“My vulva is a houseboat, an anchor, a secure, soothing refuge, an abundant space of realignment. It has been with me through the vagaries of life, and it has wisdom stored within it that is accessible to me whenever I want it. Pleasure grows from me and transforms me when I connect to it.”:
April is Sexual Assault Awareness Month. While that is super important to discuss, I’m complimenting those narratives by focusing on Sexuality and Pleasure Awareness, since we seem to talk about sex only when there is sexual violence involved. Stay tuned : )
Seems like there’s a pattern in the lives of these folks (including me) of being a kind of one-sided emotional sink for our friends. People from our communities seek us out for our listening/ empathic skills and look to us for advice about their lives on love, parenting, grief, sex etc. This is wonderful. Being generous with our time in community is a gift to this world. But there’s also a whole negative aspect to this- and that is, this one sidedness. While I understand that empathic listening or solution finding might not be a strength for many, a reciprocal give and take of care is absolutely essential in relationship.These past few years, I’ve had to say goodbye to many such one sided friendships. It took a while to learn how to compassionately communicate the problem to my friends and let myself not be guilty for distancing myself from friends who did not understand.
Here are some tips if you find yourself in a similar position:
– Is someone that reaches out to you only about themselves really your “friend”? Have you defined for yourself what friendship is?
– Notice in yourself the tendency to reply to cries of help immediately. Before replying, ask – what is my intention with this person? Then, wait atleast 20 minutes before you reply.
– PROCESS TIP:
If your friend seems to be not receptive to your help and you’ve spent 10 minutes of your day talking or texting with them, about their problem, ask them what exactly they are looking for, from you. If they communicate what they need and you can offer it, do it. Then let them know a bit about yourself.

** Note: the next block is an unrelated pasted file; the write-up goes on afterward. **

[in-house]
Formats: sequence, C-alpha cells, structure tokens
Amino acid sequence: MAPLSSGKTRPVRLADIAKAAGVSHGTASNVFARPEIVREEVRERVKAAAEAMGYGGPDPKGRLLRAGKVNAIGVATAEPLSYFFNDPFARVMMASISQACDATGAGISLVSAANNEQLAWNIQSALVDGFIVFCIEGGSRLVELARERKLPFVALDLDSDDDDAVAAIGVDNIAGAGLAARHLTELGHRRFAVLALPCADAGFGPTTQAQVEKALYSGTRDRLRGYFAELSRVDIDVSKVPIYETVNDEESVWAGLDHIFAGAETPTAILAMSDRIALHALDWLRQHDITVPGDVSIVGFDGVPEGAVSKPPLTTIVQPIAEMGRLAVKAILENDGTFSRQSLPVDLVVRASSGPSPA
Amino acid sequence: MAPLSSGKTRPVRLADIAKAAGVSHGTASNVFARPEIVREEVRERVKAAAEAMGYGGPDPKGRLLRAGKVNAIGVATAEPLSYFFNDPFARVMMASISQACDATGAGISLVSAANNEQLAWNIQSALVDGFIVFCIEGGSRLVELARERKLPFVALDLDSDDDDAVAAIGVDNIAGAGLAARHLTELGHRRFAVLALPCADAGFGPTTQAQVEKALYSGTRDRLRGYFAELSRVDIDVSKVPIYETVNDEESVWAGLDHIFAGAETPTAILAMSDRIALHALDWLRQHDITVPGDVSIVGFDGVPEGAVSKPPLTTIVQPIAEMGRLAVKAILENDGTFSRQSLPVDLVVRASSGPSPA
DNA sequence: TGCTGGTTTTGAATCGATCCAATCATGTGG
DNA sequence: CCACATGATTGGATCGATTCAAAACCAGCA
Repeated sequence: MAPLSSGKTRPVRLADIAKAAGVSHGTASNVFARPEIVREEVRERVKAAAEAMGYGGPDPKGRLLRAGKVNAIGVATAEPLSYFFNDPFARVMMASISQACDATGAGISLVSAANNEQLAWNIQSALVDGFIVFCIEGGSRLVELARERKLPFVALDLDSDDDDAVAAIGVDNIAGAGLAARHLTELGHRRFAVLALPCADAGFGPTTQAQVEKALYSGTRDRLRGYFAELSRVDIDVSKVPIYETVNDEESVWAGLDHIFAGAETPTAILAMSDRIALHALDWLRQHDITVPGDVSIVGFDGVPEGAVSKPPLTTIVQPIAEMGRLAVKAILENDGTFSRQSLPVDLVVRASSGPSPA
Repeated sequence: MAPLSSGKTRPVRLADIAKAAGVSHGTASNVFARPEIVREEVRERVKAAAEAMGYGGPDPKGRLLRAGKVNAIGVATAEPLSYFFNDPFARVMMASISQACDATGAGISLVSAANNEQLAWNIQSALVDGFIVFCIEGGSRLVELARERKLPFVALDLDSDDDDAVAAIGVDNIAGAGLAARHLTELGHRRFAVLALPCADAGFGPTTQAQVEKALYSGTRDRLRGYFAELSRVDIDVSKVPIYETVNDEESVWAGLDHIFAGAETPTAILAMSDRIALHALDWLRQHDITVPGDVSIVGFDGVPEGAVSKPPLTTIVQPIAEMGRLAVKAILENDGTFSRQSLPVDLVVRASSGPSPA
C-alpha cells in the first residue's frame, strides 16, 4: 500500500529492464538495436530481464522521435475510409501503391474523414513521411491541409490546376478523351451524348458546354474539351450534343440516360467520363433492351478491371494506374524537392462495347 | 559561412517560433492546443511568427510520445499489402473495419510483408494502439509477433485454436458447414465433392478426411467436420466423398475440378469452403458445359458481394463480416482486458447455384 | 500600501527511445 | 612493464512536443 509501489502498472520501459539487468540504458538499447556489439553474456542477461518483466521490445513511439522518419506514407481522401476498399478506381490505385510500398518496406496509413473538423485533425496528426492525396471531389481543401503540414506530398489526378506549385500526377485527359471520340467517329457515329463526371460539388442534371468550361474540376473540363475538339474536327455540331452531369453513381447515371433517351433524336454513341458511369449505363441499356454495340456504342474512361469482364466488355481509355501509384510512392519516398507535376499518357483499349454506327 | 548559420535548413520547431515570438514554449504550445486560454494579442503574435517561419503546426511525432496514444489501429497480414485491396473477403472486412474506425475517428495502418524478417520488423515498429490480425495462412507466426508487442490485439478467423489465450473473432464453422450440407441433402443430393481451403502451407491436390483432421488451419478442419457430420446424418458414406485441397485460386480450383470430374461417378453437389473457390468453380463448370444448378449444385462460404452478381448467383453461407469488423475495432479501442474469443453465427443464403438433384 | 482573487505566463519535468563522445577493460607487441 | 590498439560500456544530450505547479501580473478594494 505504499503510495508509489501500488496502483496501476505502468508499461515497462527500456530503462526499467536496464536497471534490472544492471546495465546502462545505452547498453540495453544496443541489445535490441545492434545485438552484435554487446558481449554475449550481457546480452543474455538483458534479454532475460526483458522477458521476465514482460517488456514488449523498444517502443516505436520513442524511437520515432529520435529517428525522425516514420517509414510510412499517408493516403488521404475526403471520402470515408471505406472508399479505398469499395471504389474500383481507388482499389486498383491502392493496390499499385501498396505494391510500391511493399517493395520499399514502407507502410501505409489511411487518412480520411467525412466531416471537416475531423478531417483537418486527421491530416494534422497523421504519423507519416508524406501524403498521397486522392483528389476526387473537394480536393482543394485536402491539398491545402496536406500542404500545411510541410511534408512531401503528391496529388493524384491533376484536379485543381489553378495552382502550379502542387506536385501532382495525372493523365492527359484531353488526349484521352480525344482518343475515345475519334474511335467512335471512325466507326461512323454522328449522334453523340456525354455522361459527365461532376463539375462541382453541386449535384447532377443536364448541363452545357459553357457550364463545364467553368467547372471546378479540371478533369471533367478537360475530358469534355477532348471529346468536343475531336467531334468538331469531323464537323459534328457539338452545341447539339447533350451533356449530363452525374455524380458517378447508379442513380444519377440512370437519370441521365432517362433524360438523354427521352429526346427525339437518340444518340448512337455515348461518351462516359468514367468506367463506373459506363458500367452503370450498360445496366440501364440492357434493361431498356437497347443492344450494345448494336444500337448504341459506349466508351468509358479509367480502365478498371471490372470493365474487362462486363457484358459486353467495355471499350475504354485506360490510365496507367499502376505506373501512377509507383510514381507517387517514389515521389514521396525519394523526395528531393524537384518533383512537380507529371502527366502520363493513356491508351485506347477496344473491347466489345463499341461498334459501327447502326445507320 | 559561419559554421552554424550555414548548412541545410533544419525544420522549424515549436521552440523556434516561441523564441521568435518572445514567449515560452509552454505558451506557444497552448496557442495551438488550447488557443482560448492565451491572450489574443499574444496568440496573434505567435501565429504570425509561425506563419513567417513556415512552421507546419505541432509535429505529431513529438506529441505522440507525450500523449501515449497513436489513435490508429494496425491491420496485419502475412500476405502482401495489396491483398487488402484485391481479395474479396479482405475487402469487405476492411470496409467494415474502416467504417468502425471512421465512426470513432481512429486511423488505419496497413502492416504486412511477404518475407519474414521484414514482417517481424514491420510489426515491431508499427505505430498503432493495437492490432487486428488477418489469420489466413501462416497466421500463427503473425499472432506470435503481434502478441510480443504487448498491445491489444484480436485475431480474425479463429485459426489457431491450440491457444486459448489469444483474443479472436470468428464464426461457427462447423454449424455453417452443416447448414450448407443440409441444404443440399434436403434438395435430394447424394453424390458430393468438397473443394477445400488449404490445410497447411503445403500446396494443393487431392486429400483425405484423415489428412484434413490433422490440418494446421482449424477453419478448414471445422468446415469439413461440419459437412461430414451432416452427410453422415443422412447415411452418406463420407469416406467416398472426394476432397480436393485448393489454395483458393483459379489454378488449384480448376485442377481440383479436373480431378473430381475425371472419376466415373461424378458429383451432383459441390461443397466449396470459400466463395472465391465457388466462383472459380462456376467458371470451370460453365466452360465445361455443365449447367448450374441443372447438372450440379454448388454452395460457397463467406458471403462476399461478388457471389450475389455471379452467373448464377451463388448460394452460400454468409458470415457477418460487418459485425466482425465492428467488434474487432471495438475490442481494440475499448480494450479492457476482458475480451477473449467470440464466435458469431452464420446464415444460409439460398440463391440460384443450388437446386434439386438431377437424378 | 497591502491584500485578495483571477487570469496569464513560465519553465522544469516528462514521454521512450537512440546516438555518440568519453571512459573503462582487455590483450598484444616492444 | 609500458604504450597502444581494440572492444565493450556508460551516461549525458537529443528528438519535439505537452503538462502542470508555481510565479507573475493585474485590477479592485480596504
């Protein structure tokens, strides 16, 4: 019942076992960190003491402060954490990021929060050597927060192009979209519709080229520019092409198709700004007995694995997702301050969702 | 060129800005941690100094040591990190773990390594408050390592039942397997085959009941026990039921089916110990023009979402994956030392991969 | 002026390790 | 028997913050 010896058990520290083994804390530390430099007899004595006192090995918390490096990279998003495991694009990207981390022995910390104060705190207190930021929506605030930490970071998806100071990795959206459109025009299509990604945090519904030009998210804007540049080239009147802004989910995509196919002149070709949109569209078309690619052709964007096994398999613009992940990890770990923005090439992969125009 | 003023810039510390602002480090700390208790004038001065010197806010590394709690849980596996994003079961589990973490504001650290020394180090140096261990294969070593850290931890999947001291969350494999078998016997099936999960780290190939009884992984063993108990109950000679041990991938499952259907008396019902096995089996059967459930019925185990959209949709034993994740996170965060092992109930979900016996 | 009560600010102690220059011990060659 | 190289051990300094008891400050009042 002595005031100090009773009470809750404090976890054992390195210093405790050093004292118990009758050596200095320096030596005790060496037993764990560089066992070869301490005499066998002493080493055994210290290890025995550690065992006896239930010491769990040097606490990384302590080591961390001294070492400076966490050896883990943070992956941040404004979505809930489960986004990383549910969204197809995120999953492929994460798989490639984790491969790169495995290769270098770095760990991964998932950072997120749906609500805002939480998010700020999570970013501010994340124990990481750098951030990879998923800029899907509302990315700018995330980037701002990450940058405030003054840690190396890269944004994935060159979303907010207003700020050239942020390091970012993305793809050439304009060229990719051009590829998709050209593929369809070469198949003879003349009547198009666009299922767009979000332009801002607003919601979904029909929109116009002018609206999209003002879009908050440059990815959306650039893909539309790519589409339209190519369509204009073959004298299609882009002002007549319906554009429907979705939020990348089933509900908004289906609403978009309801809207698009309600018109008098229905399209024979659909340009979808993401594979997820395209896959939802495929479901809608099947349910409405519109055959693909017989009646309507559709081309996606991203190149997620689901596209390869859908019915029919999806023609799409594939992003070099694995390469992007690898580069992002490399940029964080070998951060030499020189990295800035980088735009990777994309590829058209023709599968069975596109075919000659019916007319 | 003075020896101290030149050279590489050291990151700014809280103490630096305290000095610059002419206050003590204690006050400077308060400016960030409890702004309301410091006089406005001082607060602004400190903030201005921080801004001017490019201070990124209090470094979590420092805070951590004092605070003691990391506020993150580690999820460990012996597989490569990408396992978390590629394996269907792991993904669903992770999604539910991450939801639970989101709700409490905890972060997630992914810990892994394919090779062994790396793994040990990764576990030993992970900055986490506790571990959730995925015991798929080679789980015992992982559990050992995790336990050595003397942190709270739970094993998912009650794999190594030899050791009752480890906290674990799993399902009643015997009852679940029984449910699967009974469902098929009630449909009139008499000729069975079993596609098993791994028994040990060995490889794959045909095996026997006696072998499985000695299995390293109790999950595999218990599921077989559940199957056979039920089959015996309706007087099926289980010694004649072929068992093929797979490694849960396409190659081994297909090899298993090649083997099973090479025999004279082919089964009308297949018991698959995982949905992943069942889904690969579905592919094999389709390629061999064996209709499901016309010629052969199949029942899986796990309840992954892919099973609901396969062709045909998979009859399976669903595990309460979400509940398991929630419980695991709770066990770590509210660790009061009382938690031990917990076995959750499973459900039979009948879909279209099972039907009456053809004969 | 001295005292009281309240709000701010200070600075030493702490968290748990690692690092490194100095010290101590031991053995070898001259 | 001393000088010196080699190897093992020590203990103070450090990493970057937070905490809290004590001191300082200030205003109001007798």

Talk about your feelings, your thoughts.
Notice their response. Did they reciprocate? Did they ask about you? Did the conversation become about your day/your feelings/your relationship stuff too?
– If not, scroll back to your communication with this friend and check, have they been asking about you this past month at all? Is this a habit for them to reach out to you spontaneously, talk, seek help and say goodbye, without ever checking in on you? How does that make you feel? Have you enabled them to depend on you as their emotional sink?
– Often people will assume that the ‘helper type’ is strong and doesn’t need anything in return. The assumption is that if they need help they will ask. But I know, for a fact, we don’t ask. Due to our own childhood stuff, we have trouble asking/ we ask out of pent up resentment and then explode/snap. So, ask yourself- what blocks you from asking for support in return? If the answer is that this friend isn’t able to provide you the support you need too, then why are they your friend?
– Creating better dynamics for yourself will make space for you to welcome people who truly care about you too. Trust me, there are people like that out there and they can only come into your life, if you allow yourself the care and respect that you deserve.
“There is something so deeply capitalist, so intensely supremacist, about turning the normalcy of life connecting with life into something special, something unique, that gets traded as a kind of elitism. There is something so dangerous about turning this experience of connection into something fragile, something that has to be protected, the overwhelmed deeply spiritual empath in our midst.”
An excellent article here.